A panic starts to happen, and there's furious hunting through handbags for the right change or waiting for the card to be fucking approved and it's mayhem and disorder as the baby basically has a meltdown on your face.

Or, like one of my mummy friends, the child projectile vomits up her salmon risotto over everything and instead of being able to pick up her bag and run the fuck away, she has sit in her child's vomit waiting for the bill.

So. The moment they serve the coffee and cake, get the bill. Pay it.
If you have to leave in a hurry - which is pretty much always the case -  at least with my baby - you can.

Bring more snacks than is necessary

Ply little hands, and friend's baby's hands, with snacks. Do what you can to get your cuppa Joe. Out in a public place. With another adult human. Snacks are more distracting than toys.

(Even if, like mine, they eat their toys).

Do it in the afternoon

For some reason, there is more time. As your baby starts to drop naps and becomes more active, and then starts to eat and basically become a mini person, you'll find the day stretches out and starts to really lag between their afternoon nap and their bath time.

There are a good few hours there where you'll need to get out of the house and need a change of scene. This usually happens around 3pm, which collides pretty nicely with your dire need for a coffee because you haven't slept the night before and you're completely catatonic.

Morning coffees work well when the child is still sleeping four times a day.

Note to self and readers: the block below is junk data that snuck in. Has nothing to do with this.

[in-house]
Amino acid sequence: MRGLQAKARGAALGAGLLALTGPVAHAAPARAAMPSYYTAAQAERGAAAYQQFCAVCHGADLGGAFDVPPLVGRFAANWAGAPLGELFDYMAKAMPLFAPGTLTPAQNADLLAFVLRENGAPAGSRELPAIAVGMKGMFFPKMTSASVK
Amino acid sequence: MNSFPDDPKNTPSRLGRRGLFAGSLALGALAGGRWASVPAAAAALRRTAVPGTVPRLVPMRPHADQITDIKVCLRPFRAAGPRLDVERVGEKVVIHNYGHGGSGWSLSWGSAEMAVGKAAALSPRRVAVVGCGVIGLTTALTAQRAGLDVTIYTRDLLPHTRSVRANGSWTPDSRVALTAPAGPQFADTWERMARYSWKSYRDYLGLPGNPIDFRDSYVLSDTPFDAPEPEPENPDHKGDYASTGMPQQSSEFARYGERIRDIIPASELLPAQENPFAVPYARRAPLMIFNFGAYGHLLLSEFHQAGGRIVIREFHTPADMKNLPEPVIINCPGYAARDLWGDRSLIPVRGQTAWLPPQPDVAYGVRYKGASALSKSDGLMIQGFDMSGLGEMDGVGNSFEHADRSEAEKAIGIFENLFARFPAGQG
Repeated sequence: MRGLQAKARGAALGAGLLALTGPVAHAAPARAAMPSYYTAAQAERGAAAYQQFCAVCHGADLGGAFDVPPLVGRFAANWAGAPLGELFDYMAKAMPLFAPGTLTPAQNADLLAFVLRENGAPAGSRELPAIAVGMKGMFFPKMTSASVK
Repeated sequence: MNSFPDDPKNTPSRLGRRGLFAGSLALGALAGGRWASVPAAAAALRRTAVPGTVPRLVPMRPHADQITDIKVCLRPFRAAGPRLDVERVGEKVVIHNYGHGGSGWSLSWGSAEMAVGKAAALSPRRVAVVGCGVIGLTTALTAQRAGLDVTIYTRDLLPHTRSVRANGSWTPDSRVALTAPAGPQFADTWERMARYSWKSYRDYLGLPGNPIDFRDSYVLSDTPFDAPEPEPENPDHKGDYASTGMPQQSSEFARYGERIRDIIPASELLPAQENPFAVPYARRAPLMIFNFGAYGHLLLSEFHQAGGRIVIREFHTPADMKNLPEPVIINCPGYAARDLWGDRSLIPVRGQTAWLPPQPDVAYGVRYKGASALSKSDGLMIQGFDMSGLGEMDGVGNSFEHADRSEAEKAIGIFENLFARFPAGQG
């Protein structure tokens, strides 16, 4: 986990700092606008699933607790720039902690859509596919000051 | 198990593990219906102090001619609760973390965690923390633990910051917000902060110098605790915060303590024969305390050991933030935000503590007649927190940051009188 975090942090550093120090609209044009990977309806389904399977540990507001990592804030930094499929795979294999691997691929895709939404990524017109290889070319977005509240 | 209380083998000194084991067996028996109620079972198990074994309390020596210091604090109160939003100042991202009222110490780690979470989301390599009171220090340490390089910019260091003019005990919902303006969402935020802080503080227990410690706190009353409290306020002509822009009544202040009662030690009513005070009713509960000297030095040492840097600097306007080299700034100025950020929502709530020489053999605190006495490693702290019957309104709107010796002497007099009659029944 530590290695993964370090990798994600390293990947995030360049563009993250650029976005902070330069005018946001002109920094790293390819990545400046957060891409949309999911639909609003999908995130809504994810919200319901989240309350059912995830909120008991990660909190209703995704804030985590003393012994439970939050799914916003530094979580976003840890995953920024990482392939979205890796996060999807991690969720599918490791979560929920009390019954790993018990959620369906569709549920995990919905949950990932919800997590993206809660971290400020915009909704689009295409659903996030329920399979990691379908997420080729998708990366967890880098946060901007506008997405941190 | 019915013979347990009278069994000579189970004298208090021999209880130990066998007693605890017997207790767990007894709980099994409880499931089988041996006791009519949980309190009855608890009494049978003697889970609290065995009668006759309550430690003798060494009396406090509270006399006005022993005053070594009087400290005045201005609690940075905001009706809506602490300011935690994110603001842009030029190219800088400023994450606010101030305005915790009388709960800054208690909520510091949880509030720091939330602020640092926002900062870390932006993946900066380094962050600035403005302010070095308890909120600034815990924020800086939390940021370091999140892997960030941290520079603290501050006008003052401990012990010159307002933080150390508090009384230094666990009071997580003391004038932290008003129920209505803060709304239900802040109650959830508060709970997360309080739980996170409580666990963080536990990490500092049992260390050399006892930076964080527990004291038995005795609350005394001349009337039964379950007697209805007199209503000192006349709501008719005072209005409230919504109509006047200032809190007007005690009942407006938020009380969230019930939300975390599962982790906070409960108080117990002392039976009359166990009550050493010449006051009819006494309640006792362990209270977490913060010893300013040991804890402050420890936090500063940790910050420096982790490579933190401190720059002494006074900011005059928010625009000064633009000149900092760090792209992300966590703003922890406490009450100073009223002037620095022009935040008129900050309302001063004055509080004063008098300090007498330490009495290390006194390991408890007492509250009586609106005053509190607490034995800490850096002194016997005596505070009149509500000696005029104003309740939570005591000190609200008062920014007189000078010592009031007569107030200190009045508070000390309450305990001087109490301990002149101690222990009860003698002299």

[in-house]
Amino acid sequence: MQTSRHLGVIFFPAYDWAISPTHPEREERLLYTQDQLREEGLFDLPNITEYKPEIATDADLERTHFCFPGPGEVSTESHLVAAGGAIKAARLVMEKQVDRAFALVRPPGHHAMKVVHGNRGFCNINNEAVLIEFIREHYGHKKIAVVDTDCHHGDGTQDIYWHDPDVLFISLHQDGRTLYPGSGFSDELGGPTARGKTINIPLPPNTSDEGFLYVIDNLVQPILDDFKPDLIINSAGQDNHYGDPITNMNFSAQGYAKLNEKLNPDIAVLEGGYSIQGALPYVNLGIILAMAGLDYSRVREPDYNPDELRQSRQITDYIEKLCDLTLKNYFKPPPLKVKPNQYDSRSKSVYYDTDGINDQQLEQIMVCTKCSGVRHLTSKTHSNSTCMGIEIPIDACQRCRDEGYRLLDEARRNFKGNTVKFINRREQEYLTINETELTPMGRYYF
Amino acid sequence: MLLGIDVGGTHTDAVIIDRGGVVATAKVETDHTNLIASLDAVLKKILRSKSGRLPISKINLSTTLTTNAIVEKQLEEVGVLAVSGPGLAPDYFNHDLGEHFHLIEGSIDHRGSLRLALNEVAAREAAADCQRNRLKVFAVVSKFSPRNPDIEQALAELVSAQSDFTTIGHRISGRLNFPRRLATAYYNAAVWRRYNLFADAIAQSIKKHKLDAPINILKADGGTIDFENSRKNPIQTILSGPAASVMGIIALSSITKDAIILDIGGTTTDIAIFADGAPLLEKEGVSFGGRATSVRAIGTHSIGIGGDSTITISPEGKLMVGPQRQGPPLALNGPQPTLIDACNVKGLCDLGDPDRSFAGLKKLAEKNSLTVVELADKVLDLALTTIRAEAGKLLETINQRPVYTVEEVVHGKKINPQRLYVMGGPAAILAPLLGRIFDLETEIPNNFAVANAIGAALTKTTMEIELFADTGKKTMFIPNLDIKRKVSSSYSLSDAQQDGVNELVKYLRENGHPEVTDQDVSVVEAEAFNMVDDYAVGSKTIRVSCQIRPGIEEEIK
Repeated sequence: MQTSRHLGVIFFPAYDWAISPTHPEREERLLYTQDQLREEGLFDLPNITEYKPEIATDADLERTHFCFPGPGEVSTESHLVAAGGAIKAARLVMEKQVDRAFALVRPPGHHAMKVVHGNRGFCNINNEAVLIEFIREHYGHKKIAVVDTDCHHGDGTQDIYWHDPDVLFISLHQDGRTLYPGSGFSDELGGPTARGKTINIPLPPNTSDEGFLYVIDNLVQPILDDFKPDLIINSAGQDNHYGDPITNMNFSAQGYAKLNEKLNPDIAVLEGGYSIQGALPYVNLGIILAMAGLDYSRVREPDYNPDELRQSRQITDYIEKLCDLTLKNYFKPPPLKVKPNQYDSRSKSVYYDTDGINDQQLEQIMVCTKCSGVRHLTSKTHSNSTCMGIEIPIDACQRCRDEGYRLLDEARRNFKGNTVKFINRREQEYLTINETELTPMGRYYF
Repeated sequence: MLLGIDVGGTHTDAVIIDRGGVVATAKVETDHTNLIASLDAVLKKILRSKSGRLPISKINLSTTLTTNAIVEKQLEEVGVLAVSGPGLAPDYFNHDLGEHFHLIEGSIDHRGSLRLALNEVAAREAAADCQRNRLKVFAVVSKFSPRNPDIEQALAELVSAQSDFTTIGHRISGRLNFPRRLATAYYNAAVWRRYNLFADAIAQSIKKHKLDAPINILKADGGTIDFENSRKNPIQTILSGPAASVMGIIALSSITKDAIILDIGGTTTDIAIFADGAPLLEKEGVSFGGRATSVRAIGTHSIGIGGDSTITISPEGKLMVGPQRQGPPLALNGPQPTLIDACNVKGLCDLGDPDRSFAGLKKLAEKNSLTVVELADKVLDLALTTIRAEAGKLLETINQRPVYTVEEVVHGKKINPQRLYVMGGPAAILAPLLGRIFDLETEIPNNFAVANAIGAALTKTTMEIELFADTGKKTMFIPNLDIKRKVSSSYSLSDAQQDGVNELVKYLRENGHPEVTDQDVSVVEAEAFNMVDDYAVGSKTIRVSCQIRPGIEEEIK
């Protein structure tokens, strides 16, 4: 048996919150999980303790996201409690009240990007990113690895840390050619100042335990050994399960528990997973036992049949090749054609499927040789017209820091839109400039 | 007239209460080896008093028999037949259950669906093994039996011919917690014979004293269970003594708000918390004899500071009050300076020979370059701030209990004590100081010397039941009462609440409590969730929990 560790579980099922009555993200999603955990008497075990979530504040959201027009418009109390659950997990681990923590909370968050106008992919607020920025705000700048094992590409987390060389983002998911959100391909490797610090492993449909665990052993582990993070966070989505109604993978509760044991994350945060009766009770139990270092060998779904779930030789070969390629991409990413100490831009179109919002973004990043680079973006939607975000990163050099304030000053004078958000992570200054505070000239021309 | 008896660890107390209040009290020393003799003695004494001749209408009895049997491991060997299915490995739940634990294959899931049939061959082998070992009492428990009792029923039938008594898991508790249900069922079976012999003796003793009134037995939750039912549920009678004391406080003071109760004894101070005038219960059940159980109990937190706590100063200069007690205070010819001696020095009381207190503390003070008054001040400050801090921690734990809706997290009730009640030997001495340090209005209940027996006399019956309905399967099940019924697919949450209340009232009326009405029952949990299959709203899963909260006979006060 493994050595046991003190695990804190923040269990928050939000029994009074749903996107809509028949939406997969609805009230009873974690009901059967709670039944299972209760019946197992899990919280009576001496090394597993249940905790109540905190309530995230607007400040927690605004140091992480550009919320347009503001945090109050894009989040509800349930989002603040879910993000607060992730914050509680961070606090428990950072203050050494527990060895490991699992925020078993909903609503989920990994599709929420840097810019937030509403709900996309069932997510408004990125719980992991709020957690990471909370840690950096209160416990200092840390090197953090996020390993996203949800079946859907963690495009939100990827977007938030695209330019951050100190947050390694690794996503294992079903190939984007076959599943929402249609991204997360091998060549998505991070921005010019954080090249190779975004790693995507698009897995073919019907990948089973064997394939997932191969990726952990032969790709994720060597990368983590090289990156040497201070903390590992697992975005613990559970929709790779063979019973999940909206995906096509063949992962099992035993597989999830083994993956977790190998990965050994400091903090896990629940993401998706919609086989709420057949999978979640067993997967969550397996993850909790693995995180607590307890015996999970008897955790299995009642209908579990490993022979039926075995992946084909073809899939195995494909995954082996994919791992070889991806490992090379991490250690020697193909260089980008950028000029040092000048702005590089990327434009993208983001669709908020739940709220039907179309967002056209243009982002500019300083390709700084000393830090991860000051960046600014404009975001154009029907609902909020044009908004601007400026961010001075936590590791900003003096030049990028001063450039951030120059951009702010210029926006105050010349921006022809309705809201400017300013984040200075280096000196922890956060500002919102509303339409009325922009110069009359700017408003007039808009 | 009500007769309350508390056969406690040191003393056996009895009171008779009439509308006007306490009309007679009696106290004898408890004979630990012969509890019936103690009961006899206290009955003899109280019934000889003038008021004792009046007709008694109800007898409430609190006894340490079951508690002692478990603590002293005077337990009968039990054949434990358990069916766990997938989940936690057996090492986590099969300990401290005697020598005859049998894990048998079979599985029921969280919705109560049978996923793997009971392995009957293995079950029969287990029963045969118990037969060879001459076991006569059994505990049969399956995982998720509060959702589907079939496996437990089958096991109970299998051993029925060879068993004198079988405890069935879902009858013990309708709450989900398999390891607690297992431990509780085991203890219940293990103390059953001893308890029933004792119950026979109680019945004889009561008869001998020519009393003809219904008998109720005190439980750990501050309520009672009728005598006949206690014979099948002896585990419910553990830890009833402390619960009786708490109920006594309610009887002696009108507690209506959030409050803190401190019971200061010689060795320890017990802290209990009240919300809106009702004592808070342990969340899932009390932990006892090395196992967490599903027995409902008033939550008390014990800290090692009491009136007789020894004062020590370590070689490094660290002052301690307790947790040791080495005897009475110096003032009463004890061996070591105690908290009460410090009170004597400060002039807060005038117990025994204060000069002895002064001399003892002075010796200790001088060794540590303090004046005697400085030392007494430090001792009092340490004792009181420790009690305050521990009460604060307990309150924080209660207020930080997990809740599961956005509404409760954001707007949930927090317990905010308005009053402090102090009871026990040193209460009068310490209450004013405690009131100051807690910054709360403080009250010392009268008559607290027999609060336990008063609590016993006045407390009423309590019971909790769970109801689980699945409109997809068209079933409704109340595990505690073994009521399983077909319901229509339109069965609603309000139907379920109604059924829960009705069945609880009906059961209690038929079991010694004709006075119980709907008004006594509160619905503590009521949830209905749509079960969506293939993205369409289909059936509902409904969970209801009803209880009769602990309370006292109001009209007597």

After six months, it's afternoon coffees all the way.

People without children will stare at you

When you're a mum, you get judged. Especially by those who don't have babies. Yours will cry for no reason, or you'll wipe up its vomit with the arm of your coat instead of a muslin, or something will happen in public whereby other mums will look at you knowingly and give you an encouraging, exhausted smile, but others will just passively-aggressively frown at you. Because they somehow think you WANT your child to kick off. 

Learn to ignore and don't even look at these people. Sometimes your baby will start crying for no reason and you won't be able to stop it. It will feel like the whole world is looking at you, and you'll desperately start to sweat and beg your baby to calm down.

Just keep doing what you're doing. Don't even look around you. Your baby is going to drop stuff on the floor, smear stuff all over the high chair, scream loudly because they think it's fun, and cry. And it's going to be loud and messy.

If you care what others think, it'll debilitate you. So just keep on keepin' on.

Your coffee will never be hot

Just a final note. It's a common known fact that mothers never manage to finish (or sometimes even start) a cup of coffee. Because you'll have to attend to five other things the moment you sit down to take that first sip, and sometimes you forget you even made yourself a cup.

Don't worry, you'll get used to cold, or at best, luke warm, coffee. You might even start to not notice.

When I do finish a cup and it's still actually hot, I silently high five myself and get a real feeling of complete and utter satisfaction because I have managed to bust through my last best score.

It's like a little game of Tetris I play with myself to see how far I can get in my cup of coffee.

Try to pwn that shit.